VW Burned Its Biggest Fans With This Bad April Fools’ Day Joke

What's the joke supposed to be? That Volkswagen doesn't make fun cars anymore?
Volkswagen, screenshots via Facebook

Volkswagen fans are a special breed. They’re maybe more committed than any other brand loyalists, clinging to their love for hot hatchbacks and German tuner culture as the company repeatedly plays the antagonist. VW has done so in the past by flaunting retro-inspired concepts that it will never build, constantly calling back to the history people love while building cars that depart from that heritage in all the wrong ways. To put it plainly, being a VW diehard has been rough for well over a decade, and the automaker just poured salt in the wound yet again.

VW posted a teaser to social media on March 28, hinting that it might officially revive the beloved, multi-colored Harlequin models from yesteryear. These were factory-built Polos and Golfs that featured rainbow-like paint schemes with each body panel wearing its own vibrant hue. Enthusiasts go crazy for them, and there are even registries that keep track of which examples still survive, where they are, and who owns them. It’s serious.

This was met with major applause. Facebook friends I made during my former days as a Dubber lit up with excitement, sharing the post far and wide. It looked like VW was finally going to build something cool from its past simply because it can.

Then, it turned out to be an April Fools’ Day joke. VW once again failed to read the room and put out this deflating announcement Monday morning under the guise of crappy humor:

Fans were expectedly disappointed. Levi Krohn, whose comment is at the top of the screenshot posted above, is a Harlequin owner himself—he’s on his second, actually. I reached out to Krohn to get his perspective as a VW guy, and the pain comes through in his response.

“I really think they kind of ‘shot themselves in the foot’ with this April Fools’ Day joke,” Krohn tells me. “VW is pretty known for its niche ideas and has a very strong following for coming up with and producing some wild concepts. I know a ton of people would love to see Harlequin re-done in a new style, paying homage to the original Polo and Golf versions.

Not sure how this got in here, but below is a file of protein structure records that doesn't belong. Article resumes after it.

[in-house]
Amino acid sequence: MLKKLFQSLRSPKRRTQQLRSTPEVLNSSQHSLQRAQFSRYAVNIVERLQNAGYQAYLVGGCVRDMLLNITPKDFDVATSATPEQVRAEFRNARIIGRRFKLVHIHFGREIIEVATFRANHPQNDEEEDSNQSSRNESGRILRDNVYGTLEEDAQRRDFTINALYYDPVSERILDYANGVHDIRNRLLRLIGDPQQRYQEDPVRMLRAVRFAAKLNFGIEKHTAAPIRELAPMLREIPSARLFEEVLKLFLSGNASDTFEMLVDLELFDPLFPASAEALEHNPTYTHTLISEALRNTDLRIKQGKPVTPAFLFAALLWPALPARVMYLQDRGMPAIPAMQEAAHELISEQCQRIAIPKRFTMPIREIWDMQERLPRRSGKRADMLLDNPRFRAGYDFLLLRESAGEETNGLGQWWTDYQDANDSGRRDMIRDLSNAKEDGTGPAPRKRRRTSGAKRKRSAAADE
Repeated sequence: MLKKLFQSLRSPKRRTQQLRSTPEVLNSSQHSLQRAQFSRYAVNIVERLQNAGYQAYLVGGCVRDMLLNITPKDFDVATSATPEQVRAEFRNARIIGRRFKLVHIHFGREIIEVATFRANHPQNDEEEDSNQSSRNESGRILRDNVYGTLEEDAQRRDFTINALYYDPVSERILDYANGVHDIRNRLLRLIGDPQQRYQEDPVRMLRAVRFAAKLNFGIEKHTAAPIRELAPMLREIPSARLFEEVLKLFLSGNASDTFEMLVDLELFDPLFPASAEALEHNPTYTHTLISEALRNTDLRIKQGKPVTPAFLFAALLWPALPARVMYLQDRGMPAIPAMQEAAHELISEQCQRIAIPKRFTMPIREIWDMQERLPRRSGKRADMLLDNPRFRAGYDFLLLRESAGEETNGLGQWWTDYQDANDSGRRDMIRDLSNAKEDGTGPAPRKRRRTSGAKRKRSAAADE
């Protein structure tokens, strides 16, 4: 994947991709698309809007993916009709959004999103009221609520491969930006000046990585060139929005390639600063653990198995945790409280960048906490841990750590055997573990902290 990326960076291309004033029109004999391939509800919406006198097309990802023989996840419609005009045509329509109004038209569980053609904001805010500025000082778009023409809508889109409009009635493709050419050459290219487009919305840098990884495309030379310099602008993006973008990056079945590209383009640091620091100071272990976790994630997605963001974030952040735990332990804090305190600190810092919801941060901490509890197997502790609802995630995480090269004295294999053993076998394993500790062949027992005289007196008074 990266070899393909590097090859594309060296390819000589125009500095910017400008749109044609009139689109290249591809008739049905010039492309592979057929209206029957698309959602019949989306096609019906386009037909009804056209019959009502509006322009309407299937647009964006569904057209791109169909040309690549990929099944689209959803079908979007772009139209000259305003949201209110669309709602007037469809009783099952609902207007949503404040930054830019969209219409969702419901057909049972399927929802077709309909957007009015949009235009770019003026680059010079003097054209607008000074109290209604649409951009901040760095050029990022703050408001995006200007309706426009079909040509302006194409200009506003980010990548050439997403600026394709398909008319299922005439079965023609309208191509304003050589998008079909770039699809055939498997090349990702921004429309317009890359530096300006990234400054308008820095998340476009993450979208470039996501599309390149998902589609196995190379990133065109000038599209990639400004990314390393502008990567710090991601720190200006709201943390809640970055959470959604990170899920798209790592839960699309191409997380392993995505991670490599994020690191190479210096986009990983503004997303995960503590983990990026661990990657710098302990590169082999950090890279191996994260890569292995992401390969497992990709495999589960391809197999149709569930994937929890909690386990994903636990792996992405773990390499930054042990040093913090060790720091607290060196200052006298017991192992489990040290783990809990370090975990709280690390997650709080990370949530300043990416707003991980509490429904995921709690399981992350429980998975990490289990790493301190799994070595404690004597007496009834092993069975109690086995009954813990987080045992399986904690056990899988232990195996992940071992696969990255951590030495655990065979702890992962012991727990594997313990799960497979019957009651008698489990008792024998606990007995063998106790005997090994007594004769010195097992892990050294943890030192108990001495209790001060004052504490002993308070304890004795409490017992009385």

“I think there’s so much history with this brand. We’ve seen other car makers bring back old ideas and fumble them pretty badly. This one from VW seemed like a no-brainer to be an absolute home run but unfortunately, it was just a joke. Sad to see, but hopefully they get the message that the loyal community of VW enthusiasts would love to see this one come to fruition!”

As a guy who’s currently completing a rotisserie restoration on a Mk3 Golf Harlequin with fresh paint, a refreshed interior with OG Harlequin fabric, Air Lift suspension, and a rebuilt 1.8-liter turbo four, Krohn is understandably let down by the news. And he’s not the only one.

I also spoke with Autrey McVicker, owner of BMP Tuning and a well-known figure in the VW community. He’s a big part of the German car aftermarket, and his own personal cars have been featured in Performance VW as well as Top Gear‘s online site. McVicker also happens to own a Polo Harlequin that he’ll “never sell.” Of the 140+ vehicles he’s had, he ranks it among his top five.

“For me, and I’m sure for a lot of other VW enthusiasts, we want VW to succeed at everything they do,” McVicker told me. “We are their largest group of cheerleaders and to see them toy with that core group’s emotions over re-releasing one of their more iconic concepts just breaks our hearts.

“We love what they have offered over the years, and we are dying inside to see them do something exciting again just because they can. There is no reason why the largest automaker on the planet is unable to do unique things or reimagined things ‘just because.’ I understand that a lot of people won’t think its that deep, most have no idea what a Harlequin is or its heritage, and that is OK too… but what VW doesn’t seem to understand is, the poor kids who couldn’t afford it when it came out in the ’90s or who were too young to drive at the time, are all grown up now and ready to spend money on things that excite them or are unique. They took a very good opportunity to farm their base and squandered it over a joke that no one thinks is funny outside of their marketing department.”

You might remember that a couple of years back, VW told another April Fools’ joke that nobody else found funny. It pretended to change its name to Voltswagen on March 29 and so many people fell for it, including legit publications. That’s probably because even the automaker’s PR department refused to say whether it was a gag or not.

This Harlequin drama cuts even deeper because it’s toying with the brand’s core fanbase. They’re just people who want to see VW build cool things and, very possibly, would pay real money for them. Looks like the joke’s on them for hoping the company was finally listening this time.

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